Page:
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Russian authorities quickly blamed Ukraine for the car bomb that killed a Russian journalist last weekend, but intelligence experts say that although Kyiv is capable of orchestrating such an attack, the prospect is unlikely.
Daria Dugina, 29, who died Saturday outside Moscow, was the daughter of ultranationalist Alexander Dugin, a vocal supporter of the Ukraine invasion launched by President Vladimir Putin six months ago.
Kyiv has rejected the claim by Russia's FSB security services that the killing was the work of a Ukrainian woman sent to track and eliminate Dugina, who later fled to Estonia.
"Could we get 400 grammes [just under a pound] of TNT into Russia? In theory, yes. Could we set a bomb? Yes," a high-ranking member of Ukraine's intelligence service told AFP on condition of anonymity.
"But the big problem is, what good would it do? Nobody in Ukraine even really knows about Dugin. Who would have something against his daughter? Killing her makes no sense," the source said.
Since Russia's seizure of the Crimean peninsula in 2014, Ukraine has effectively been waging a clandestine war against Russia, building out spy networks in preparation of future tensions.
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"I think that since March there are Ukrainian logistical and operational networks in place in Russia... There are Ukrainians on the other side of the border," said Gerald Arboit, an international intelligence expert at the CNAM research institute in Paris.
However, "For this type of attack you'd need reconnaissance, to follow her, and then call in a team to carry it out -- you'd need two or three people to booby-trap a car -- one person alone couldn't do it all," he said.
He did not dismiss Ukrainian involvement, possibly with domestic Russian opposition groups, noting that Russia's FSB security services had dismantled Ukrainian networks in recent years.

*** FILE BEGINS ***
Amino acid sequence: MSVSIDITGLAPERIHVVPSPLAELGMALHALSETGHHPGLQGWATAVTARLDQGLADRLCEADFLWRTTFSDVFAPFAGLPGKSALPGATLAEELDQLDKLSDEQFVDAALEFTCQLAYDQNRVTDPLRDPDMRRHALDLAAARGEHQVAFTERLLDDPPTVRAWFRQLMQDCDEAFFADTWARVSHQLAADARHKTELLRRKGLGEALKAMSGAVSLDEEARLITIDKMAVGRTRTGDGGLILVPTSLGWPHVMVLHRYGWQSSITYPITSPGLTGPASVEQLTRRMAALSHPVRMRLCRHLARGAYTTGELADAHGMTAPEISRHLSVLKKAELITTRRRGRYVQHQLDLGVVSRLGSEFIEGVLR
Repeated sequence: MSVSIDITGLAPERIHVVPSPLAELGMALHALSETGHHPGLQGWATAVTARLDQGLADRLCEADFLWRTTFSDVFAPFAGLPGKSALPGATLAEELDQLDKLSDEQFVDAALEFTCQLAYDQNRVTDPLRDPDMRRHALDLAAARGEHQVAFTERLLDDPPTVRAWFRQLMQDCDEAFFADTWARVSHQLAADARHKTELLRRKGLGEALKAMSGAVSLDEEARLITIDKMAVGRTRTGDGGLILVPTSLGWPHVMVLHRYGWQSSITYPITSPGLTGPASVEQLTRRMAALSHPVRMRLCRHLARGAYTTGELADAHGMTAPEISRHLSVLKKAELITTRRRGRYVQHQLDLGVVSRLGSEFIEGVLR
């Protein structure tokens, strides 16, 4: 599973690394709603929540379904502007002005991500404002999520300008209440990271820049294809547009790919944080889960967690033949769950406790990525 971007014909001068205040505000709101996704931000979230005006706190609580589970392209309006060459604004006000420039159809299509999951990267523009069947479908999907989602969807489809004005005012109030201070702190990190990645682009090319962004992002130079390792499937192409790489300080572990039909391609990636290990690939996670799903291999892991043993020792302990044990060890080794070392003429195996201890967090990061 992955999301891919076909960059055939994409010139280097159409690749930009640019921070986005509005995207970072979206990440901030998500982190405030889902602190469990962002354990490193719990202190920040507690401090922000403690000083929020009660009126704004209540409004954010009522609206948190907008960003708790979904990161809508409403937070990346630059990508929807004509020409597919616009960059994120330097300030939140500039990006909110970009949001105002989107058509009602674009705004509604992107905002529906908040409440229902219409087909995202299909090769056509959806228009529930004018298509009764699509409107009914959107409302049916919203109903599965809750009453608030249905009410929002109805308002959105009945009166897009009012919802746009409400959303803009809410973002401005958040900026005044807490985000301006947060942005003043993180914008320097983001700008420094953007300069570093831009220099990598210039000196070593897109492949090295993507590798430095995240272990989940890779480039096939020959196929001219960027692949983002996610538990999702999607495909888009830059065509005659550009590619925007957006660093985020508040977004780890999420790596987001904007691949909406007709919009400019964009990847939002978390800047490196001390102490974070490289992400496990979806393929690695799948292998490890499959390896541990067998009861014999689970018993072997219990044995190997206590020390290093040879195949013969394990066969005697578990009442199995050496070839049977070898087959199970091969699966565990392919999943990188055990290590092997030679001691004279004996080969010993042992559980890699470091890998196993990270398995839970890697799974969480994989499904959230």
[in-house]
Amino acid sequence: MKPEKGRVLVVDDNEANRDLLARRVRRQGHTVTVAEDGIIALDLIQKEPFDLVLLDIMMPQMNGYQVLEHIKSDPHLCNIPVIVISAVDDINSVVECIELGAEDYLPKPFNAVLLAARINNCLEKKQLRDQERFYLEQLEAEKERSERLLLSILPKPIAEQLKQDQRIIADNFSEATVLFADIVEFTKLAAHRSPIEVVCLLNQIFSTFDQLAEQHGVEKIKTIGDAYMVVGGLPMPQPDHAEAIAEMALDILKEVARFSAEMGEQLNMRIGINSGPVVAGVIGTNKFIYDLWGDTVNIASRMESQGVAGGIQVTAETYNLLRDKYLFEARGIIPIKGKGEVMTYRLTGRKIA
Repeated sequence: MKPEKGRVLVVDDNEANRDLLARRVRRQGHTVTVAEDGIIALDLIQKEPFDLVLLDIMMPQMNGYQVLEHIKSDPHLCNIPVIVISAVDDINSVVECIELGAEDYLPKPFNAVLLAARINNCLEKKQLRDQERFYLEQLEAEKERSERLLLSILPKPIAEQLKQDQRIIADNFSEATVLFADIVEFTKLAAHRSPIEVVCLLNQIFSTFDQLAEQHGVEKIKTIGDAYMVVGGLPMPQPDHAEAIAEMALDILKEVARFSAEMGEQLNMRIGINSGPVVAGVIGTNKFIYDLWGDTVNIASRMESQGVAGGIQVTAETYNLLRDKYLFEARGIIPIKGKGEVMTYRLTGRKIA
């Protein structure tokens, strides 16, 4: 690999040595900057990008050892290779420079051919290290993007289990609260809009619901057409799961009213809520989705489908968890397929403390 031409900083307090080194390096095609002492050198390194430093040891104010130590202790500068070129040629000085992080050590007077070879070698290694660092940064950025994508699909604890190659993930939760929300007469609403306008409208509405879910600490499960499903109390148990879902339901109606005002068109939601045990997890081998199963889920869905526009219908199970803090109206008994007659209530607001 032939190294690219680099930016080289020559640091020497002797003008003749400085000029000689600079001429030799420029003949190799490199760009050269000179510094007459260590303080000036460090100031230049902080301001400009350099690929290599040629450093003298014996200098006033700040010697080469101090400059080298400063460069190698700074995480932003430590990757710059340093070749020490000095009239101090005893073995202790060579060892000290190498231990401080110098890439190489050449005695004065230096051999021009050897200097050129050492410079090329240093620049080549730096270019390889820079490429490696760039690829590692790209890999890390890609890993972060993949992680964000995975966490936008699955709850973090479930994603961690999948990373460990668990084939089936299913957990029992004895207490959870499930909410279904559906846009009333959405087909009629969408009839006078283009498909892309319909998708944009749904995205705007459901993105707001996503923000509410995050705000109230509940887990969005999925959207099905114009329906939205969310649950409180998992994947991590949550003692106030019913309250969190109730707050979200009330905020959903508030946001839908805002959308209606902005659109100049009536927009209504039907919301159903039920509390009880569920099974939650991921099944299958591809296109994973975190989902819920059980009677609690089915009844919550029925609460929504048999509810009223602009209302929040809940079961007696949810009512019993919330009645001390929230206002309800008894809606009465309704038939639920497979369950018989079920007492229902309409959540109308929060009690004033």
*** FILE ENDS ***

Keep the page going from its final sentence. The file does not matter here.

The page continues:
Getting Ukrainian agents into Russia would also require eluding Russian intelligence agencies presumably on high alert after six months of war.
"The assassination of Dugina took place in Moscow, which would be an incredibly hard target for the Ukrainian services to penetrate," said Colin Clarke, research director at the Soufan Center in New York.
"But at the same time, I think it could be possible... elite Ukrainian special forces or intelligence assets are likely capable of pulling off the attack," he said.
Experts also noted that Dugina's killing would most likely serve Putin's interests, fomenting anger that could bolster support for a general mobilisation to muster more soldiers for a war that has largely stalled in Ukraine's south and east.
"I don't rule out that Dugina was killed by the Russians to step up the Ukraine war, potentially with non-conventional weapons" such as thermobaric bombs, said a French intelligence source contacted by AFP.
Targeted assassinations of high-profile Russian targets, particularly a young woman, would also be counter-productive for Ukraine's President Volodymyr Zelensky, who is banking heavily on sympathy and military aid from Western allies.
"I don't see the rationale of such an operation for the Ukrainians, which would be very complex to carry out," said Alexander Grinberg, an analyst at the Jerusalem Institute for Security and Strategy.
"And I can't imagine the Americans or British letting them do it," he added. "It seems like an FSB ploy to undermine Kyiv, especially since Dugin doesn't have any real influence at the Kremlin."
Clarke agreed that if Ukraine were to assassinate a high-profile Russian, Dugina would not be its choice.
"I still suspect this was done by another entity, including the possibility that this was an inside job," he said.
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